“Honey, Did You See That Squirrel in the Living Room?”

Visual hallucinations can be a common occurrence in people with Parkinson’s disease. Here’s why and what to do about them.

by Matt McMillen Health Writer

Out of the corner of your eye, you see a small, shadowy form. You know that nothing’s really there, but you can’t deny that you saw something. For the sizable number of people with Parkinson’s disease (PD) who develop hallucinations, this is often the first type of false vision they’ll see.

“The earliest form [are] shadows in the periphery of your vision,” says Barbara Changizi, M.D., a neurologist who specializes in treating movement disorders such as Parkinson’s at Ohio State University’s Wexner Medical Center in Columbus. “That will be the first sign that something is starting to creep up.”

Parkinson’s disease primarily affects your ability to move by damaging the parts of the brain that control motor function. This can cause difficulties with walking, balance, and coordination, as well as tremors and stiffness. But the disease also can have other neurological effects. For an estimated 20% to 40% of people with PD, that includes visual hallucinations.

Hallucinations from PD can range from harmless to deeply upsetting for those who experience them. (And they can be tough on caregivers, too.) But why, and how, do visual mirages manifest from this disorder? And what can be done to treat them?

What’s Happening in the PD Brain

Parkinson’s disease is diagnosed in approximately 60,000 Americans every year, and almost one million people in the U.S. currently live with the disease, according to the Parkinson’s Foundation. It usually develops after age 60, but an estimated 4% are diagnosed with the disease before age 50. Men are 1.5 times more likely than women to develop it. Researchers still don’t know why.

PD usually progresses slowly. In its early stages, you may not have any noticeable symptoms. But as it progresses, often over many years, the disease kills or damages neurons, or nerve cells. The affected neurons are found primarily in a part of the brain called the substantia nigra, which helps control movement of the body. As those neurons go offline, they can no longer produce enough dopamine, a brain chemical called a neurotransmitter that carries necessary instructions for the complex coordination of nerves and muscle cells whenever you move.

It's not entirely understood why Parkinson’s disease triggers visual hallucinations, but some experts speculate that as dopamine production gets disrupted, it has a downstream, hallucination-inducing effect on other neurotransmitters in the brain, such as norepinephrine and acetylcholine.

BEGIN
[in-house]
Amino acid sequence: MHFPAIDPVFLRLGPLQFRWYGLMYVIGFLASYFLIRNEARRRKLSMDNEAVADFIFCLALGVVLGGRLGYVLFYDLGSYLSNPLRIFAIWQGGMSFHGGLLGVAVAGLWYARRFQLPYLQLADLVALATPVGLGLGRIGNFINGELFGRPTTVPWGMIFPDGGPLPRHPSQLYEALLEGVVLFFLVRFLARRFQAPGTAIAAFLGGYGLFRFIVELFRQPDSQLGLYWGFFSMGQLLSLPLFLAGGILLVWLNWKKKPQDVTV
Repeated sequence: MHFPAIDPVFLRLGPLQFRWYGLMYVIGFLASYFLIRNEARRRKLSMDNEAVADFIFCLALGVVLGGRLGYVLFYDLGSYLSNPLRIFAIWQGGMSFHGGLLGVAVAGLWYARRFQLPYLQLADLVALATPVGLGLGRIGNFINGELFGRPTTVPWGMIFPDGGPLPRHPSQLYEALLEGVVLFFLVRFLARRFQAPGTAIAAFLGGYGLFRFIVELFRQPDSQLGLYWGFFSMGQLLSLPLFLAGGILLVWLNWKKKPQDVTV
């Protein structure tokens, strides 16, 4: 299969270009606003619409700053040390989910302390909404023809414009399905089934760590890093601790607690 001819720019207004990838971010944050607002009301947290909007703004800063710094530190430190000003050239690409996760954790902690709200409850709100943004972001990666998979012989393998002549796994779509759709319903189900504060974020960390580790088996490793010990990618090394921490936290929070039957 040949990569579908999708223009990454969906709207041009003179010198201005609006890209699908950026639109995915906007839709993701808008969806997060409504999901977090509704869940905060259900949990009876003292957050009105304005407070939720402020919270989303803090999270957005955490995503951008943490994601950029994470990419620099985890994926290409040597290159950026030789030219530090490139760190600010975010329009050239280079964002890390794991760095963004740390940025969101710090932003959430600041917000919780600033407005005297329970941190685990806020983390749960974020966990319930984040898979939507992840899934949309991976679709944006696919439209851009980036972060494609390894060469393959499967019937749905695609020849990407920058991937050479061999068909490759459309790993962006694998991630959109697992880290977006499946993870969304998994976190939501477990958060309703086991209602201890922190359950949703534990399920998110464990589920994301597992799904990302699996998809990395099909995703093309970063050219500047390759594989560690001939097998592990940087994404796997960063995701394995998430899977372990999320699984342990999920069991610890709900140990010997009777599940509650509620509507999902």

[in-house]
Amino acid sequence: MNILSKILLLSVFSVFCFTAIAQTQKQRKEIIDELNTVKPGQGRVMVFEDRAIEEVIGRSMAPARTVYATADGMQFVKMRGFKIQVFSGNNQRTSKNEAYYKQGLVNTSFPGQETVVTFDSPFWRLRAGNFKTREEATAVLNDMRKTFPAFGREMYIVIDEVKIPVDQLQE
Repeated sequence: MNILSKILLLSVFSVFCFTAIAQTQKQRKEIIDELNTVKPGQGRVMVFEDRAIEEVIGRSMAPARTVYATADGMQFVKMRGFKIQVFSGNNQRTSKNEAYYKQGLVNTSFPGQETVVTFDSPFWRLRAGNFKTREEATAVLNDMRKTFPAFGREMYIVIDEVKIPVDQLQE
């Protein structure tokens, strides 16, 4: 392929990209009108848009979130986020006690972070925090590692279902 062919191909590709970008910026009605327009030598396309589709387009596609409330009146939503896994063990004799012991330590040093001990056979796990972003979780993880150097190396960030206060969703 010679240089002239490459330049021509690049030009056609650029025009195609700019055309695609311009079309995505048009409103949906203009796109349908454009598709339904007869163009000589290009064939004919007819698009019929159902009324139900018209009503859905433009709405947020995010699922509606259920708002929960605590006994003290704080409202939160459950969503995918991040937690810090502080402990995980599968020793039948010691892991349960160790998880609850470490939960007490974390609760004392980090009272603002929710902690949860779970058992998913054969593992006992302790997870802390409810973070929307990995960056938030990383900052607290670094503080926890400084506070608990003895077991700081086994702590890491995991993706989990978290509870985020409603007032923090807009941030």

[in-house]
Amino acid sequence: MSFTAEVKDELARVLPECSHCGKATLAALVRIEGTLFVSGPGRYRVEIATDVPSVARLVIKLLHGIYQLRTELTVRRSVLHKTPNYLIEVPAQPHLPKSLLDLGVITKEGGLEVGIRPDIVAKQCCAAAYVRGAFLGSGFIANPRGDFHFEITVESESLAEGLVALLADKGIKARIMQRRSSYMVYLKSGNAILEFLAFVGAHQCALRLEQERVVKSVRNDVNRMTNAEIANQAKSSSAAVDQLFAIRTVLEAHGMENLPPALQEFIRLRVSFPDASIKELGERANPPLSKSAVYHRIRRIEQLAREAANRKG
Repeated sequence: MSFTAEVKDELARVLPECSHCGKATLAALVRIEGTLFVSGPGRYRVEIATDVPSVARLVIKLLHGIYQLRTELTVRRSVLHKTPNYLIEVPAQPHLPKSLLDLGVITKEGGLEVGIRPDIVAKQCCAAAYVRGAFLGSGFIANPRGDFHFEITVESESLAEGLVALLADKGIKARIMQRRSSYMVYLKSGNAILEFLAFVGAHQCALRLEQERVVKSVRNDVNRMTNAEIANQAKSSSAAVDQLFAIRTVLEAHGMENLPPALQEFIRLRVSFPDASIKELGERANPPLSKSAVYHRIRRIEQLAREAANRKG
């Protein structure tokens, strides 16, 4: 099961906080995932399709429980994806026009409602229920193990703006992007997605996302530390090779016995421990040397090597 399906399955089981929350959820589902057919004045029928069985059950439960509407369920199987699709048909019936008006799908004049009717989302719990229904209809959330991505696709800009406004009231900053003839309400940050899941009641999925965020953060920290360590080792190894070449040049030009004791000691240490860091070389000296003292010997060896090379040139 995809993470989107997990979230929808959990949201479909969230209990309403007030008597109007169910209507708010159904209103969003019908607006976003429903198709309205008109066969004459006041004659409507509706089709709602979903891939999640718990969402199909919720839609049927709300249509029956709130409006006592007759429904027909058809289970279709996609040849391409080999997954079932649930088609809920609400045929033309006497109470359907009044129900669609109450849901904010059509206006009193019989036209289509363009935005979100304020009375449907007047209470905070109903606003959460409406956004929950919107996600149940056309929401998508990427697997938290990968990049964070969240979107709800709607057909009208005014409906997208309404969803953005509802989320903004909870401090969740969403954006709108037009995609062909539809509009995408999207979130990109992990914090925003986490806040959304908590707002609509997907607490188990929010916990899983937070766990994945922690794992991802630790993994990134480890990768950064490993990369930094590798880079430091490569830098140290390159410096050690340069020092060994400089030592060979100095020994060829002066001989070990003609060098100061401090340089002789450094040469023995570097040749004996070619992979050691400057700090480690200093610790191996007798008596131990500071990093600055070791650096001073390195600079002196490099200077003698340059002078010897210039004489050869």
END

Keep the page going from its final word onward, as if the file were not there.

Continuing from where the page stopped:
“Over time, the brain itself becomes more diseased, and the structures that are capable of thinking and producing hallucinations are getting impacted from the disease process,” explains Dr. Changizi.

Which puts them at higher risk of hallucinations, says Brittany LeMonda, Ph.D., a senior neuropsychologist at Lenox Hill Hospital in New York City. “People who are farther along in the disease, who develop dementia or cognitive impairment, are more likely to develop hallucinations,” she adds.

How Hallucinations From PD First Present

Dr. Changizi says that hallucinations may be indistinct at first but usually become progressively more vivid.

“As [neurological damage from PD] progresses the shadows may become more formed,” she explains. “For example, you’ll see a shadow dart across the floor, which will resemble a bug or a mouse.”

In time, the hallucinations likely will begin to seem more real. Seeing small animals such as cats is typical. Or, you may think you see someone in the room with you. Outside your window, it may appear that people are gathering in your yard.

In the earlier stages of the disease, people with PD usually understand that what they are seeing is not real during the fleeting moments that the hallucinations occur. This is officially called “insight.”

“A lot of times people with Parkinson’s have awareness that they’re occurring,” says LeMonda. “They [know] these are hallucinations.”

Reality and False Sightings May Slowly Blur

As their disease progresses, people with PD can lose that insight and the ability to distinguish between hallucinations and reality.

To complicate matters, a frequent cause of visual hallucinations in PD is the medications that are used to treat the motor issues that often come with this disorder. Dopaminergic drugs are mainstay treatments; they work by increasing dopamine levels in the brain and include Sinemet (carbidopa-levodopa), as well as dopamine agonists such as Mirapex (pramipexole) and Requip (ropinirole.) These drugs help dramatically with movement problems, but the boosted dopamine levels the drugs provide cause chemical changes in the brain that may lead to symptoms of psychosis, which include visual hallucinations.

In addition to such false visual sightings, psychosis also may involve delusions, says Dr. Changizi.

“You may think that someone’s trying to kill you, that a family member is in disguise or cheating on you, that the FBI is following you,” she says. Such delusional thoughts are distinct from hallucinations and are less common, she adds.

Harmless or Upsetting, Hallucinations Need Treatment

Visual hallucinations may be benign and non-threatening, such as a furry creature dashing across the rug or a deceased loved one standing nearby. “Sometimes they may have a sense that someone is in the room with them, even if they don’t have a visual hallucination,” says LeMonda of PD patients. “They’ll just get the sense that someone is nearby.”

Fortunately, people with PD rarely have the type of auditory hallucinations typical of schizophrenia, which can cause you to hear voices, Le Monda adds.

Even so, that doesn’t mean you should just ignore them, both experts agree.

Dr. Changizi emphasizes that the experience of hallucinations will vary from person to person. “It’s really individual,” she says. “They can be anything. I’ve had a patient who saw an entire construction crew working on a house outside their home. It was not there.”